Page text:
The investment coordinator is responsible for multiple activities which include receiving the deal from the business unit, updating a transaction log listing the deals, validation of the supporting materials describing the proposed deal, and finally passing the deal to a senior risk manager (SRM). Documents are initially reviewed 60 for completeness by the investment coordinator. In an alternative embodiment, system 10 (shown in
The investment coordinator is notified 68 by e-mail each time a reviewer has completed review of the proposed deal. A notification is sent 70 so the proposed deal is available for review at the next deal review meeting (DRM) including links to deals to be reviewed. Reviewers are kept appraised of the number of deals they are to review, the turn-around time required within each deal and agendas relating to the deals with in-boxes and action items as will be described in further detail below. System 10 is also configured to notify 72 the originating business unit of any resolutions concerning a particular proposed deal. As used herein, a resolution includes, but is not limited to an acceptance or a rejection of a deal.
The SRM has responsibility for a recommendation as to whether or not the proposed deal should be approved. In coming to such a conclusion, the SRM reviews 74 the deal documents, analyzes 76 the deal, makes contact with the business unit proposing the deal, poses 78 questions to the business unit regarding the deal, and makes 80 recommendations and determinations about where the deal needs to go next. The SRM can make recommendations to approve, approve with conditions, or decline a proposed deal. Should the SRM recommend to decline the deal, the business unit proposing the deal has an option to pass the deal to an executive vice-president for evaluation (not shown in
After recommendations are made 80 by the analyst/SRM, the deal documents are reviewed 82 by the next higher authority level (a vice-presidential level is shown in
The deal documents are reviewed 92 at the executive level and comments are added 94 to the deal, and recommendations are made 96 by reviewers at the executive level. If this level of authority is the maximum approver for the deal, the maximum approver approves or declines 98 the deal. If not the maximum approver of the deal, the deal is forwarded on to be reviewed at the highest level of authority, for example, a board of directors. In one embodiment, the directors each receive 100 an e-mail, automatically sent by system 10, identifying deals to be reviewed, for example, at a deal review meeting (DRM) conducted using system 10, which in one embodiment, precedes the board of directors meeting. Each board member has the ability to review 102 the deal at anytime and from anyplace before the DRM. After the deal is approved or declined 104 at the director meeting, notifications are made.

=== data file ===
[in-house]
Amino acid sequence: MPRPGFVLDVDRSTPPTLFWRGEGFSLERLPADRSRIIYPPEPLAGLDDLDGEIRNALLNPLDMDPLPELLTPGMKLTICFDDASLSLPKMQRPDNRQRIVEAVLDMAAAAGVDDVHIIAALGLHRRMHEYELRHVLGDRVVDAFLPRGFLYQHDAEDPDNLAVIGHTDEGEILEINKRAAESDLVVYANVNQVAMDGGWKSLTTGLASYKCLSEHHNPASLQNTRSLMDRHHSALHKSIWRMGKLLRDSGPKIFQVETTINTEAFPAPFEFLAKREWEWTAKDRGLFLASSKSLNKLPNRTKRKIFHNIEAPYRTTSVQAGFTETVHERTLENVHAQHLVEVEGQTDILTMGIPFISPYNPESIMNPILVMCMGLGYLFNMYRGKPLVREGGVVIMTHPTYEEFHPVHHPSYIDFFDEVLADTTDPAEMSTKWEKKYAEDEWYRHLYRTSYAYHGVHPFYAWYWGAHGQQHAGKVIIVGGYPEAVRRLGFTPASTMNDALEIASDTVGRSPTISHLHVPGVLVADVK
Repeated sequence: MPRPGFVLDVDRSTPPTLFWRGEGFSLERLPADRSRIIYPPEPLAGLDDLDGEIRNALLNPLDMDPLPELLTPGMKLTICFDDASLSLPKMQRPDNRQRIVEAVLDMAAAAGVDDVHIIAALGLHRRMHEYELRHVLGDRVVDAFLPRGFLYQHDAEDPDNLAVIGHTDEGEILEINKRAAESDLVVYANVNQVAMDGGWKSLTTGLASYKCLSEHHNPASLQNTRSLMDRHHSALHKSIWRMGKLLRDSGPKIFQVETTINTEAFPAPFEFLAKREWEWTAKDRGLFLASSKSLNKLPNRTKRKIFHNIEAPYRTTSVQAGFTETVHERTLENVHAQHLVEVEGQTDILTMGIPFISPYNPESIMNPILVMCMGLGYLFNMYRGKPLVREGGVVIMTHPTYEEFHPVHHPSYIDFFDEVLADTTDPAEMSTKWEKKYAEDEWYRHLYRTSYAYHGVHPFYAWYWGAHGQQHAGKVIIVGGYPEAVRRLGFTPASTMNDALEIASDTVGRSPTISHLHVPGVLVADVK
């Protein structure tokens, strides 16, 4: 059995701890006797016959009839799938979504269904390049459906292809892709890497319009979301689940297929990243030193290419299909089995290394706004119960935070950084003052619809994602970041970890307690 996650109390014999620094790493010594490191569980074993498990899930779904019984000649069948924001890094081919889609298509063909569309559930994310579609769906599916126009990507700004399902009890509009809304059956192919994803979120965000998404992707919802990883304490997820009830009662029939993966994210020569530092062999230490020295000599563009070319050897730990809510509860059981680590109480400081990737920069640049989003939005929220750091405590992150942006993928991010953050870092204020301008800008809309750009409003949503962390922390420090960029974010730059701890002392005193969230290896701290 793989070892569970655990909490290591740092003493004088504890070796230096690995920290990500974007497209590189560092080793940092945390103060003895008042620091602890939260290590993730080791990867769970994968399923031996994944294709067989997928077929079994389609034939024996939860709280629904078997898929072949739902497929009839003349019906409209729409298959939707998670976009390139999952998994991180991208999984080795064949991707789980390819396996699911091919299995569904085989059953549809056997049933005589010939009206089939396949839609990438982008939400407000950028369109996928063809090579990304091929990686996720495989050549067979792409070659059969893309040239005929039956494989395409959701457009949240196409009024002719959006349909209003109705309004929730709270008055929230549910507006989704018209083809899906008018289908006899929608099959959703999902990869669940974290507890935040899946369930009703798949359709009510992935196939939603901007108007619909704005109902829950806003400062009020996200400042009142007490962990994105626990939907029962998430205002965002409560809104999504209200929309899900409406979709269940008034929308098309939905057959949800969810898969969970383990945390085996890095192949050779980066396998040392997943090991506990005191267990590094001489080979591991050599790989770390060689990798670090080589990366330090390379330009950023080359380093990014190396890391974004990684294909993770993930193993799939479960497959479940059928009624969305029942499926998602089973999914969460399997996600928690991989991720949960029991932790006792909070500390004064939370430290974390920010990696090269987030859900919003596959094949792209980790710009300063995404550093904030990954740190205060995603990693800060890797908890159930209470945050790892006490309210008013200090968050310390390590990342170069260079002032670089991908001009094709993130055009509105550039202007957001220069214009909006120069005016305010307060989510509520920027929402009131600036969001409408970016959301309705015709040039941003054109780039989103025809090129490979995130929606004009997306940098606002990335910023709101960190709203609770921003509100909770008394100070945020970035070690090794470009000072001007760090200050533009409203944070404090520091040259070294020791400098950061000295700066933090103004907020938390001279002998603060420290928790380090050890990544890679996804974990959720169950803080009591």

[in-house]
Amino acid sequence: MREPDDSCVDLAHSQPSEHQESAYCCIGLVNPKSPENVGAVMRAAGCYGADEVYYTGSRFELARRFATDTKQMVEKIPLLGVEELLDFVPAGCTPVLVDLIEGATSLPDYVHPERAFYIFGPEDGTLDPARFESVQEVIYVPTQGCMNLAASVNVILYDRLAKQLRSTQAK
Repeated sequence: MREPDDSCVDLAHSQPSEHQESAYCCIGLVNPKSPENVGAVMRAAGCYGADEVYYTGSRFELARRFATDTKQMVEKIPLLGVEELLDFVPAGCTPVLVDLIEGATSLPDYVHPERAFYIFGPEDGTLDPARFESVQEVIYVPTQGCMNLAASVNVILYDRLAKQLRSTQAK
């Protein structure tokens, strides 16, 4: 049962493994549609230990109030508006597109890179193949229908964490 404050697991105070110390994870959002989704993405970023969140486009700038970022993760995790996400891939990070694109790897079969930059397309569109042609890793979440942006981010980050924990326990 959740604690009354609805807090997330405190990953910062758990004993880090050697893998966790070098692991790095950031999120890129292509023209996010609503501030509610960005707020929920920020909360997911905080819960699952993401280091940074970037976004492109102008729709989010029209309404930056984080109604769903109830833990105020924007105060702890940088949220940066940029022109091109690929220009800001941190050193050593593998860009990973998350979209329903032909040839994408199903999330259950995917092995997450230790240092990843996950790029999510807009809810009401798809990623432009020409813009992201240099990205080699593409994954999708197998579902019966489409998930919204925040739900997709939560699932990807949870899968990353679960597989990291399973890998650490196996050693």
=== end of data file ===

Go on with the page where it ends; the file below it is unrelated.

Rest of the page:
In yet another alternative embodiment, after a deal is approved, rejected or withdrawn, all comments relating to that deal are automatically destroyed or deleted by system 10.
An electronic boardroom system is configurable for other functionality over and above deal reviewing and processing. In addition to the deal document databases, business reviews (i.e. dashboards), document templates, reports, boardroom calendar information, and capabilities for real time collaborations are provided. The deal databases described above are configured for storage of certain relevant information. To ensure the proper information is entered by a system user, templates guide users when entering data. The templates have required entry fields which ensure the receipt of complete deal packages at the first review. Another advantage to the templates is the standardization of captured information. Complete information packages and standardized formatting save time and effort. The databases provide a central repository of deal information such as the pitch to be given or previously given, revisions to the deal, cover memos and other files. The information retained within the deal database provides a mechanism for tracking deals throughout the approval process.
Business reviews are databases which are automatically populated using a form according to the business unit. The business reviews are viewable via a web browser and individual business units are provided the capability for uploading their individual business dashboards to the central repository. The capabilities facilitate information sharing and appropriate security safeguards are built into system 10 (shown in
A boardroom calendar within system 10 works in conjunction with a board agenda and provides information about upcoming deal review meetings and other items for review. Business units waiting to have deals reviewed are able to access system 10 and are able to see updates of the board agenda as the meeting progresses.
System 10 is further configured to provide real time collaboration via virtual meetings. Virtual meetings are facilitated via real time chat capability and virtual whiteboard and slide presentations. Question and comments are addressable without disruption of the meeting flow. Presenters are given capabilities to control the presentation of the data to ensure the proper information is being presented to the participants as it is being discussed.
Embodiments of a system configured as an electronic boardroom are described below. In one exemplary embodiment, information relating to a new business deal is entered by an investment coordinator into data entry fields within a business deal entry user interface 110, as shown in
Information within the databases are organized by system 10 (shown in
In another embodiment, the information received and stored by system 10 (shown in
System 10 (shown in